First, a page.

Theta: Since the 175.00 call is sold the Theta is positive since a short call gains value with the passage of time. Similar to Delta, this +0.0742 Theta is then combined with the 0.071 Theta of the 165.00 call, which gives us a positive 0.0032 Theta for the overall spread. While this suggests that the value of the spread will initially gain a little bit of value with the passage of time, keep in mind the Theta of each contract is subject to change with the passage of time, or when any of the option pricing variables are altered.
 Vega: Similar to Delta and Theta, the Vega of 0.1955 on the 165.00 call is combined with the negative Vega of the short 175.00 call which gives us a Vega of 0.0087 for the combined spread. This low Vega suggests that volatility risk has essentially been taken out of the equation. If implied volatility rises or falls significantly, the gain or loss from the long contract (i.e. the 165.00 call) is nearly completely offset by the corresponding gain or loss from the short contract (i.e. the 175.00 call).
 Maximum gain: The maximum gain of this bull call spread equals the distance between the two strikes, or $10.00, minus the cost of the combined spread, or $5.20. Therefore, the maximum gain is $10.00$5.20 =$4.80 or $480.00, when taking the 100 multipler into consideration (excluding commissions). The maximum gain is achieved if XYZ closes at or above $175.00 at expiration.
Now let’s compare these two strategies to get a better sense of their respective benefits and drawbacks.
Long call vs. bull call spread
 Cost: Lower overall cost is a primary driver of establishing a spread and the bull call spread in this example costs about 40% less than the long call. Advantage: bull call spread
 Breakeven price: In order for the long call to breakeven the price of the underlying needs to increase by $3.45 ($173.75  $170.30) in 36 days. Conversely, at a current price of $170.30, XYZ can go mainly sideways for the next 36 days and the bull call spread will still manage a small gain since the breakeven price is $170.20. Additionally, if you think of a trade strictly in terms of the “probability of making a profit”, and consider all of the possible XYZ closing prices at expiration, then the nod goes to the 165.00/175.00 bull call spread in this category. Advantage: bull call spread
 Delta: The disparity between the Delta’s of these two strategies highlights one of the biggest drawbacks of a spread trade: lower relative profit with a beneficial move in the price of the underlying. Both traders are bullish on XYZ but trader #1 will see the value of his call increase by about $0.65 with a $1.00 increase in XYZ while trader #2 will only see an increase of about $0.27. As expiration approaches the combined Delta on the spread is likley to move closer to parity with the 165.00 call, but bull call spread traders need to be aware of this tradeoff: the increase in value from the long option is going to be partially offset by the increase in value from the short option when you get a beneifical move in the price of the underlying. Advantage: long call
 Theta: Time decay is one of the biggest profit eliminators for long option traders and as you can see in the table above the 165.00 long call is initially set to lose approximately $0.07, or nealy 1%, per day due to time decay. Conversely, you can see that not only has time decay been eliminated on the 165.00/175.00 bull call spread but there will actually be an initial gain after one day elapses (all other variables held constant). Advantage: bull call spread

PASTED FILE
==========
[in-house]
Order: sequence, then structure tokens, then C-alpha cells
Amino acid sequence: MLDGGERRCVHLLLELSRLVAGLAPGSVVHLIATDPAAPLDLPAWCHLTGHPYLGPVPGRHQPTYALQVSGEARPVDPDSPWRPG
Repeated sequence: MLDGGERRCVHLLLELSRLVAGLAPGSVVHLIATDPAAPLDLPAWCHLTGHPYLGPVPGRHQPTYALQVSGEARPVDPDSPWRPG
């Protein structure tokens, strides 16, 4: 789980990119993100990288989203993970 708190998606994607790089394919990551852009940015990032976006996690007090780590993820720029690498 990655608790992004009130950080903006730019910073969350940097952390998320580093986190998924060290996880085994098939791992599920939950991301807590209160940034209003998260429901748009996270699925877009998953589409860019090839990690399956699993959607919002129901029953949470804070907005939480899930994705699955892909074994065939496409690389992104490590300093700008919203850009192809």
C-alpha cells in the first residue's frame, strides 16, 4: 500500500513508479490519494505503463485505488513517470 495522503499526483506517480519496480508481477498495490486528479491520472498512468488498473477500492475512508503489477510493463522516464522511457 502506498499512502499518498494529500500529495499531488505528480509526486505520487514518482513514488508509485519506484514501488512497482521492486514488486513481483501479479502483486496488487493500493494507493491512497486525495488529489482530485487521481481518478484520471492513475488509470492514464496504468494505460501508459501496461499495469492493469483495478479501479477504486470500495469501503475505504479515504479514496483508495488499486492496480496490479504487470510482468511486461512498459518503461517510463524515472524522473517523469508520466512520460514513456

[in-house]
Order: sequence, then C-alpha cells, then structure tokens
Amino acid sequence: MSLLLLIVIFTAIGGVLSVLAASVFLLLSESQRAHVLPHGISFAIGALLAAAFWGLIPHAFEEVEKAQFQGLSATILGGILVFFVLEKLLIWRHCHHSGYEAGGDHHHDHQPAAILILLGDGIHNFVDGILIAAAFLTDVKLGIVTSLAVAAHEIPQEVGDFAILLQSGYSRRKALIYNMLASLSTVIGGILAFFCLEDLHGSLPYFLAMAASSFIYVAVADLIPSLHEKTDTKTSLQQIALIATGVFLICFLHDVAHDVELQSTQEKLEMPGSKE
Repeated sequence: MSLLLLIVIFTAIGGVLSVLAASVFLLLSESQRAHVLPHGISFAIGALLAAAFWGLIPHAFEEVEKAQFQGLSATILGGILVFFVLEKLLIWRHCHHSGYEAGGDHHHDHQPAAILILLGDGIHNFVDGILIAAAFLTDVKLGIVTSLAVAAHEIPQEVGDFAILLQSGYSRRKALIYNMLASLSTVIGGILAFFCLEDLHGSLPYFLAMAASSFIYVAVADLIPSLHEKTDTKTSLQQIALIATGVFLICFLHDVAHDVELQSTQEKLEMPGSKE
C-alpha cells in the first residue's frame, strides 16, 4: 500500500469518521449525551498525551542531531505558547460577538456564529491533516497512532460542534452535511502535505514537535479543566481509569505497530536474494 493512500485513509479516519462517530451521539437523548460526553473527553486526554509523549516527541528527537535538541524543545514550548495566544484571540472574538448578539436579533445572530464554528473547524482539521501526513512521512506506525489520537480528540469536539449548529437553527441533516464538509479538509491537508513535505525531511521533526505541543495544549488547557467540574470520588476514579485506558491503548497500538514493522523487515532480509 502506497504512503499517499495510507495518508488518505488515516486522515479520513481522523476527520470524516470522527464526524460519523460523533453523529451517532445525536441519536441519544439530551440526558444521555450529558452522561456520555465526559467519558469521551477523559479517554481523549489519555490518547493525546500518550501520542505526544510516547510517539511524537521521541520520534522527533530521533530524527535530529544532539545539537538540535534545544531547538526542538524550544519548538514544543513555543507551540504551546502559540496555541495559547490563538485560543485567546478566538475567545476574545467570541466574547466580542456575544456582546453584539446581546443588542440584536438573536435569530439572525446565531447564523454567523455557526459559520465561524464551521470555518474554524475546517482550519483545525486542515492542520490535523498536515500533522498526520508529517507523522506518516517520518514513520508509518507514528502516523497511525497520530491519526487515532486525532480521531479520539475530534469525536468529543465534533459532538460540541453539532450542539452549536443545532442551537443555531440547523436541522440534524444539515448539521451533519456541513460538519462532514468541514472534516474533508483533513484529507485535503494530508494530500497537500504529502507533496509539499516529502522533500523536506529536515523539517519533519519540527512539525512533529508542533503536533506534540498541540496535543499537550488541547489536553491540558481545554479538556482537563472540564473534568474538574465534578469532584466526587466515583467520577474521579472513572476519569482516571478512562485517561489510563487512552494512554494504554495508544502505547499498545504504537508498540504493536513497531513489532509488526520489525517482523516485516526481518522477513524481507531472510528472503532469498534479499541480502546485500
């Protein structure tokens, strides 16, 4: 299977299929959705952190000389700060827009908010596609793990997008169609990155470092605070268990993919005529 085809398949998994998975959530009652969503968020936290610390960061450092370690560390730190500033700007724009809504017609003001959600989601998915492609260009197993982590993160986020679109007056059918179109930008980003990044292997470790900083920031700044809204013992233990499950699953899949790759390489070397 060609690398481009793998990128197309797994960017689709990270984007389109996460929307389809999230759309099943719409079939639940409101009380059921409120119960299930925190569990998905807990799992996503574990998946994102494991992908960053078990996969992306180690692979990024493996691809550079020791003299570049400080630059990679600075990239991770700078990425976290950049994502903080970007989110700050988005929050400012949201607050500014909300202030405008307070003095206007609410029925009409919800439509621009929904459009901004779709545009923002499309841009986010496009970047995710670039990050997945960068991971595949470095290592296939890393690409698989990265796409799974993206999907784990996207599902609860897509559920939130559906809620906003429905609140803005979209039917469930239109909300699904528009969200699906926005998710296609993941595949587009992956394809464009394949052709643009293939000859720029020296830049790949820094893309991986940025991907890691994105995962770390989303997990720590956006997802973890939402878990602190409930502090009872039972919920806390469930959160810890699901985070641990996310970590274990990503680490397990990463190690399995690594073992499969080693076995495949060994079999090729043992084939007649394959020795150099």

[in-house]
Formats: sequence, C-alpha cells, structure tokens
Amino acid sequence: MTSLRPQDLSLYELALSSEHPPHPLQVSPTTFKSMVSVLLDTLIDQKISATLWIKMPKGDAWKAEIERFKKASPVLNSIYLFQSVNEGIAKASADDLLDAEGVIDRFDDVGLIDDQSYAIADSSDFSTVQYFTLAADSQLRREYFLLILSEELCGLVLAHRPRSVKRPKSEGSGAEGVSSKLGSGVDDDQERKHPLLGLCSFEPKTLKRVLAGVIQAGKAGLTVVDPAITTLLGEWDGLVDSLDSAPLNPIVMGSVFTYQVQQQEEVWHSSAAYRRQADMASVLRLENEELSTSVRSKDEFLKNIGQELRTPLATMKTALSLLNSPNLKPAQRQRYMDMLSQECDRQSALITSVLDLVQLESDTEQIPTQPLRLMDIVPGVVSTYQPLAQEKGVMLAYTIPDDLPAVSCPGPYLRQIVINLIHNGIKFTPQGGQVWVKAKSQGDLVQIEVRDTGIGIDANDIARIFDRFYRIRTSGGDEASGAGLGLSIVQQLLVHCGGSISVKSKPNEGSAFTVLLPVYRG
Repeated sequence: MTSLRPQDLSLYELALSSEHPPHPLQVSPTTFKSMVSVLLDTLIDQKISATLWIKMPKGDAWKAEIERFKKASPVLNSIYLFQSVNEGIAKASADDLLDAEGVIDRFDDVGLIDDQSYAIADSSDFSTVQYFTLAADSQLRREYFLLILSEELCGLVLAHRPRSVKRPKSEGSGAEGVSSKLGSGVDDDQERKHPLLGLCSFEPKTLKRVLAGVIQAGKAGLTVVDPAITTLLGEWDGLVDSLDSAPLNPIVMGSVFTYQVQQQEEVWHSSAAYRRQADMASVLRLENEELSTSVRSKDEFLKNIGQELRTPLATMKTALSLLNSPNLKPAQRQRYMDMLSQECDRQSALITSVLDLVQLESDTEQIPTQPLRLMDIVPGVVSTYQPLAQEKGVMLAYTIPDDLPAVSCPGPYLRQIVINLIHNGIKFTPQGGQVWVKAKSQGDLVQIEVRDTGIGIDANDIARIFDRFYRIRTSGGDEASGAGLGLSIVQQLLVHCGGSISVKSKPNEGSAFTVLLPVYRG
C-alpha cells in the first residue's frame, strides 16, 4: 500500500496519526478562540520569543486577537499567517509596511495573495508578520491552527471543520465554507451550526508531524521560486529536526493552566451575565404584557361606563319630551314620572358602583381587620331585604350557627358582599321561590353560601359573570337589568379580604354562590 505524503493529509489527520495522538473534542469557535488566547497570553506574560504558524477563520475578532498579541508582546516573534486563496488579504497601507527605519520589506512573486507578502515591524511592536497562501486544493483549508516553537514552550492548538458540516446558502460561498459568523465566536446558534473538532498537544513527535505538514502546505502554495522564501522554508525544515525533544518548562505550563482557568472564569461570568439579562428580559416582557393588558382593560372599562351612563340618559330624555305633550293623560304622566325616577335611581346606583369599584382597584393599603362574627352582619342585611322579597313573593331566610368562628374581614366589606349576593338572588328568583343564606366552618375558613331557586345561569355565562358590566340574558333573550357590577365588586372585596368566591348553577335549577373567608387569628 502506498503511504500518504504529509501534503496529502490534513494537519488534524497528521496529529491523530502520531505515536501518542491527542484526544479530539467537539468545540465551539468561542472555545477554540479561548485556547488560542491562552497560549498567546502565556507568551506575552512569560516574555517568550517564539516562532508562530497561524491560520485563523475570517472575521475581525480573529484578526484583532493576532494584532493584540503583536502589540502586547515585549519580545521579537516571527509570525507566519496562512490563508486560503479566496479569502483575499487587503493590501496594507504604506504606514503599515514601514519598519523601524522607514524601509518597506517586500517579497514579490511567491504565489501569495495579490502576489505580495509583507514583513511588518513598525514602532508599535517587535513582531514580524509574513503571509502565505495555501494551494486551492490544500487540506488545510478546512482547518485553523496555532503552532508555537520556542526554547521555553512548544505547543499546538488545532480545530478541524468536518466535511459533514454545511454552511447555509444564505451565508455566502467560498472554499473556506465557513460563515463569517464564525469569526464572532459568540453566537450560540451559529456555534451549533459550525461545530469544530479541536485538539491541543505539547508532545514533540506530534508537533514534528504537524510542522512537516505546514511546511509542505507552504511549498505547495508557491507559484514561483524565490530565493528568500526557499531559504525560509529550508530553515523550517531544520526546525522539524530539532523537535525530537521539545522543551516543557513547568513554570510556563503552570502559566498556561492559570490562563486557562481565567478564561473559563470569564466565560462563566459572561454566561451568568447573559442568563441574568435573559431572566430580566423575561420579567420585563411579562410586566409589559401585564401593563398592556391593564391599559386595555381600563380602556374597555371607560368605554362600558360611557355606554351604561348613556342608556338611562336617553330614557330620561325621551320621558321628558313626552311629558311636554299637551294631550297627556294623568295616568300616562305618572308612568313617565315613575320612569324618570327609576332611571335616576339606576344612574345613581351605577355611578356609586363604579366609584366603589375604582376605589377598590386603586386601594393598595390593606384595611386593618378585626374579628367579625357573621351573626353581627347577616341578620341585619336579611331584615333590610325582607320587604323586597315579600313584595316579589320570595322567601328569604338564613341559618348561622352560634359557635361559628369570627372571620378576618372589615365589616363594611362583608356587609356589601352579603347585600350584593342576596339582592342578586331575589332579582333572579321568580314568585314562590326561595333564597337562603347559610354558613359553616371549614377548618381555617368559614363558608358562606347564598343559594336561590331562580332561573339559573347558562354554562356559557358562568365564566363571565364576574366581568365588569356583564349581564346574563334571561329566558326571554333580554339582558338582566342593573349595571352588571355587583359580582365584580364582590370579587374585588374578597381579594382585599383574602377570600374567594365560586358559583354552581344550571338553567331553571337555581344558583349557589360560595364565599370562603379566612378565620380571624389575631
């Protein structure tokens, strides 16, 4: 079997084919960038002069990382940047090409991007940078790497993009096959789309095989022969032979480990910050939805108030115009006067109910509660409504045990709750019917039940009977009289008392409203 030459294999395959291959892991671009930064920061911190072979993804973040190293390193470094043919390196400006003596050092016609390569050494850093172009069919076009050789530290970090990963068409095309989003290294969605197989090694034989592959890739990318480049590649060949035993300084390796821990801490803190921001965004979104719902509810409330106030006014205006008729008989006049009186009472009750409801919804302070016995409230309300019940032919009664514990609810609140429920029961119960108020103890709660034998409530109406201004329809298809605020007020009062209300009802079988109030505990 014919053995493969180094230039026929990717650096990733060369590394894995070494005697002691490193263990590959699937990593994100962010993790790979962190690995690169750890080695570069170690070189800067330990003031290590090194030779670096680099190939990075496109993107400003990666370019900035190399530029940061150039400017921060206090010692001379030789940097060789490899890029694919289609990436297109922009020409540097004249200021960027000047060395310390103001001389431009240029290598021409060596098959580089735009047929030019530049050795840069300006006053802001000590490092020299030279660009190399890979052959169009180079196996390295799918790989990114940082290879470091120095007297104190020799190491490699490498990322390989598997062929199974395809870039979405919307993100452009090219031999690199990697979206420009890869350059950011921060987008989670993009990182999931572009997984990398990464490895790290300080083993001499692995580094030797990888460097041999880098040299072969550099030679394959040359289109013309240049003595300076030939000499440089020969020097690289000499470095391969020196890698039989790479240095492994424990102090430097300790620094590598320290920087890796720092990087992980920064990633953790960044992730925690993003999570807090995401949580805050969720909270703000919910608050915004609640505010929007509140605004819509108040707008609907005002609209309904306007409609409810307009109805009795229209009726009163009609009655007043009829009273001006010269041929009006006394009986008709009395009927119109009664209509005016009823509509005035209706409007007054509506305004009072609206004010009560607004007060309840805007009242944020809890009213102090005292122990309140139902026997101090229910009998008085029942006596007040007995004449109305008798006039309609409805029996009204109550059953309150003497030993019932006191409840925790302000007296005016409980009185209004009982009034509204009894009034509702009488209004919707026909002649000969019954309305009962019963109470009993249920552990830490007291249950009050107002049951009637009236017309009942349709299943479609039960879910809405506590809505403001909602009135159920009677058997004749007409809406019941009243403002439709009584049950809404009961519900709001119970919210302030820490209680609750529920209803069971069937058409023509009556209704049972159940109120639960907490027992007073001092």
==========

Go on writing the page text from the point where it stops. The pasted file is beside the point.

Vega: The value of the 165.00 long call stands to gain $0.1955 with a 1% increase in implied volatility but lose $0.1955 with a 1% drop in implied volatility. Therefore, you can see that there is “volatility risk” to the long call strategy. However, with a Vega of 0.0087 you can see that the 165.00/175.00 bull call spread has essentially eliminated volatility risk. Some might consider taking the volatility risk out of the equation a benefit of spread trading but since the benefit is not necessarily clearcut we will mark this category as neutral. No advantage to either long call or bull call spread.
 Maximum gain: The potential for significant profits is probably one of the most alluring factors for long option traders. As you can see from above, the 165.00 long call offers (theoretical) unlimited upside while the 165.00/175.00 bull call spread can only achieve a $480.00 profit at best. However, the maximum gain of $480.00 profit on the bull call spread represents a 92% profit when compared to the $520 cost (excluding commissions). Advantage: long call
Bottom line
The intent of this article is not to necessarily persuade you to select one strategy over another, it is meant to help shed light on the benefits and tradeoffs to assist you when deciding which strategy to initiate. If you are comfortable with the risk and you are exceptionally bullish on a stock then you might prefer a long call strategy over a bull call spread since it offers more profit potential.
Having said that, even if you are bullish on a stock, it may not make the desired move within the needed timeframe in order to achieve a profit, so you might consider a bull call spread since it substantially reduces the time decay component. Regardless of how you proceed I hope this article has helped provide some insight into how these two strategies matchup. Look for additional bullish and bearish strategy comparisons in upcoming Option Strategy Spotlight articles.